Pfiz­er Foun­da­tion of­fers $2M in grants to NGOs tack­ling an­timi­cro­bial re­sis­tance; Bio­gen, In­vi­tae join forces to de­vel­op faster SMA di­ag­nos­tic

→ Most of Big Phar­ma has left the build­ing when it comes to an­timi­cro­bial drug de­vel­op­ment, and small com­pa­nies with new­ly ap­proved an­tibi­otics are strug­gling to stay afloat. Mean­while, the foun­da­tion arm of Pfiz­er $PFE is of­fer­ing its sup­port, in the form of grants for NGO and so­cial en­ter­pris­es that are work­ing on ad­dress­ing this ma­jor health chal­lenge: an­timi­cro­bial re­sis­tance. Re­cip­i­ents of the one-year Glob­al Health In­no­va­tion Grants in­clude part­ners in 12 low- and mid­dle-in­come coun­tries who will each re­ceive $100,000. 

→ While Bio­gen‘s $BI­IB spinal mus­cu­lar at­ro­phy treat­ment, Spin­raza, ri­vals No­var­tis$NVS gene-ther­a­py Zole­gens­ma, the US drug­mak­er has tied up with ge­net­ics com­pa­ny In­vi­tae $NV­TA to ush­er in a new ge­net­ic test for SMA, which will be of­fered at no charge to in­di­vid­u­als in the Unit­ed States as part of the SMA Iden­ti­fied pro­gram. The test re­duces the time need­ed for ge­net­ic test­ing to help con­firm a de­fin­i­tive SMA di­ag­no­sis to 4 days from 21, en­abling ear­li­er treat­ment for the of­ten life-threat­en­ing dis­ease, the com­pa­nies said on Tues­day.  

→ In its lat­est H1 re­port, Hong Kong-list­ed WuXi Vac­cines, a joint ven­ture of WuXi Bi­o­log­ics and Shang­hai Hile Bio-Phar­ma­ceu­ti­cal, in­di­cat­ed it had en­tered in­to a longterm man­u­fac­tur­ing part­ner­ship with an un­named glob­al vac­cine com­pa­ny. The com­pa­ny es­ti­mates the val­ue of the 20-year con­tract to be over $3 bil­lion. WuXi is aim­ing to fi­nal­ize the con­tract this year and ex­pects it will make a “sub­stan­tial” rev­enue con­tri­bu­tion in 2022.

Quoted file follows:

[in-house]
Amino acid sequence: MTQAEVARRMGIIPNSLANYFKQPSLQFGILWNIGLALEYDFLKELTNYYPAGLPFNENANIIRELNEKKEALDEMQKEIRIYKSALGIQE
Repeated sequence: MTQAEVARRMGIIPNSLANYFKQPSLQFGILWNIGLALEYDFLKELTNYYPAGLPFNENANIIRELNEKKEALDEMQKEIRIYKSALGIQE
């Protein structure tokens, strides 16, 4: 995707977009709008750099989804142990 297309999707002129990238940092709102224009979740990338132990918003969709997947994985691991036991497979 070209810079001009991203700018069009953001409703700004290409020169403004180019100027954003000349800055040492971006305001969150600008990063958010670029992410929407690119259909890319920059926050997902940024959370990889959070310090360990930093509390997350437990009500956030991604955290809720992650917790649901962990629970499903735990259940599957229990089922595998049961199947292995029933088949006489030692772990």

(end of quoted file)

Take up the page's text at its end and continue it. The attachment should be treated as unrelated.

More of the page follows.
→ Late last year, af­ter their drug uben­imex proved to be an­oth­er flop, Eiger Phar­ma­ceu­ti­cals $EIGR CEO David Cory said that the com­pa­ny would be reshuf­fling and fo­cus­ing on, among oth­er things, its late-stage study in he­pati­tis delta virus (HDV), the most se­vere form of hu­man vi­ral he­pati­tis for which there is no ap­proved ther­a­py. On Tues­day, Eiger an­nounced that the FDA had grant­ed break­through ther­a­py des­ig­na­tion for the com­pa­ny’s ex­per­i­men­tal drug, pegin­ter­fer­on lamb­da, to treat HDV, sup­port­ed by da­ta from a mid-stage study in 33 HDV-in­fect­ed pa­tients.  

iBio has inked a mas­ter ser­vices agree­ment (MSA) agree­ment with Unit­ed Ther­a­peu­tics sub­sidiary, Lung Biotech­nol­o­gy. Un­der the agree­ment, the com­pa­ny will pro­duce re­com­bi­nant hu­man col­la­gen (“rhCol­la­gen”)-based bioink for 3D bio­print­ed or­gan trans­plants. IBio will col­lab­o­rate with its part­ner to scale-up pro­duc­tion of rhCol­la­gen in to­bac­co plants us­ing iBio’s Fast­Pharm­ing Sys­tem — which com­bines plant pro­tein ex­pres­sion, au­to­mat­ed hy­dro­pon­ics, and gly­can en­gi­neer­ing tech­nolo­gies. The com­pa­ny is al­so look­ing to de­vel­op their own pipeline, with a lead as­set, CFB-03, for the treat­ment of fi­brot­ic dis­eases.

Grow­ing ac­cep­tance of ac­cel­er­at­ed path­ways for nov­el treat­ments: but does reg­u­la­to­ry ap­proval lead to com­mer­cial suc­cess?

By Mwango Kashoki, MD, MPH, Vice President-Technical, and Richard Macaulay, Senior Director, of Parexel Regulatory & Access

In recent years, we’ve seen a significant uptake in the use of regulatory options by companies looking to accelerate the journey of life-saving drugs to market. In 2018, 73% of the novel drugs approved by the U.S. Federal Drug Administration (FDA) were designated under one or more expedited development program categories (Fast Track, Breakthrough Therapy, Priority Review, and Accelerated Approval).ᶦ

Take­da swoops in to buy lit­tle biotech part­ner and its celi­ac drug poised to 'change stan­dard of care'

Having spent three years carefully grooming PvP Biologics and its drug for celiac disease, Takeda is happy enough with the proof-of-concept data to buy it all.

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Bio­gen touts new ev­i­dence from the gene ther­a­py com­pa­ny it wa­gered $800M on

A year ago, Biogen made a big bet on a small gene therapy company. Now they have new evidence one of their therapies could work.

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Mi­cro­bio­me Q&A: New study maps the vagi­na's 'op­ti­mal mi­cro­bio­ta' — and its im­pli­ca­tions for bio­phar­ma